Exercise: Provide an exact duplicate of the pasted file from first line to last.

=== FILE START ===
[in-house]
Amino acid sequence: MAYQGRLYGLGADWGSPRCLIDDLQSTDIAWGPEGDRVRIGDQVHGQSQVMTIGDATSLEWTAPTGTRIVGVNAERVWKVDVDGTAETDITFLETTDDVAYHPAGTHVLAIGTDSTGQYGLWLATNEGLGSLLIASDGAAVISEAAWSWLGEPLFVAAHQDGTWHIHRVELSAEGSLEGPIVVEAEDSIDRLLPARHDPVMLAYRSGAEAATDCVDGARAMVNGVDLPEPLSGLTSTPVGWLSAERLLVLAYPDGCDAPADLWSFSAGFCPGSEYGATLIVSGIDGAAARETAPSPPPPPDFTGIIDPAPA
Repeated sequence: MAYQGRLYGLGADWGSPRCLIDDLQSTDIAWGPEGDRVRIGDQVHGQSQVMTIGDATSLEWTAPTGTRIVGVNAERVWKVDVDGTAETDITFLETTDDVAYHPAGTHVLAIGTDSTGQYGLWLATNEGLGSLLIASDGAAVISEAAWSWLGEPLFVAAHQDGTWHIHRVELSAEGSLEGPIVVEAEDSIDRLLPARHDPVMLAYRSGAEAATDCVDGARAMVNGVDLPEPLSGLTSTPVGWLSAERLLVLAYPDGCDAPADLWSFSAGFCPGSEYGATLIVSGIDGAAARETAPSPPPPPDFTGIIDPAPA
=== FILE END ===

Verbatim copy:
[in-house]
Amino acid sequence: MAYQGRLYGLGADWGSPRCLIDDLQSTDIAWGPEGDRVRIGDQVHGQSQVMTIGDATSLEWTAPTGTRIVGVNAERVWKVDVDGTAETDITFLETTDDVAYHPAGTHVLAIGTDSTGQYGLWLATNEGLGSLLIASDGAAVISEAAWSWLGEPLFVAAHQDGTWHIHRVELSAEGSLEGPIVVEAEDSIDRLLPARHDPVMLAYRSGAEAATDCVDGARAMVNGVDLPEPLSGLTSTPVGWLSAERLLVLAYPDGCDAPADLWSFSAGFCPGSEYGATLIVSGIDGAAARETAPSPPPPPDFTGIIDPAPA
Repeated sequence: MAYQGRLYGLGADWGSPRCLIDDLQSTDIAWGPEGDRVRIGDQVHGQSQVMTIGDATSLEWTAPTGTRIVGVNAERVWKVDVDGTAETDITFLETTDDVAYHPAGTHVLAIGTDSTGQYGLWLATNEGLGSLLIASDGAAVISEAAWSWLGEPLFVAAHQDGTWHIHRVELSAEGSLEGPIVVEAEDSIDRLLPARHDPVMLAYRSGAEAATDCVDGARAMVNGVDLPEPLSGLTSTPVGWLSAERLLVLAYPDGCDAPADLWSFSAGFCPGSEYGATLIVSGIDGAAARETAPSPPPPPDFTGIIDPAPA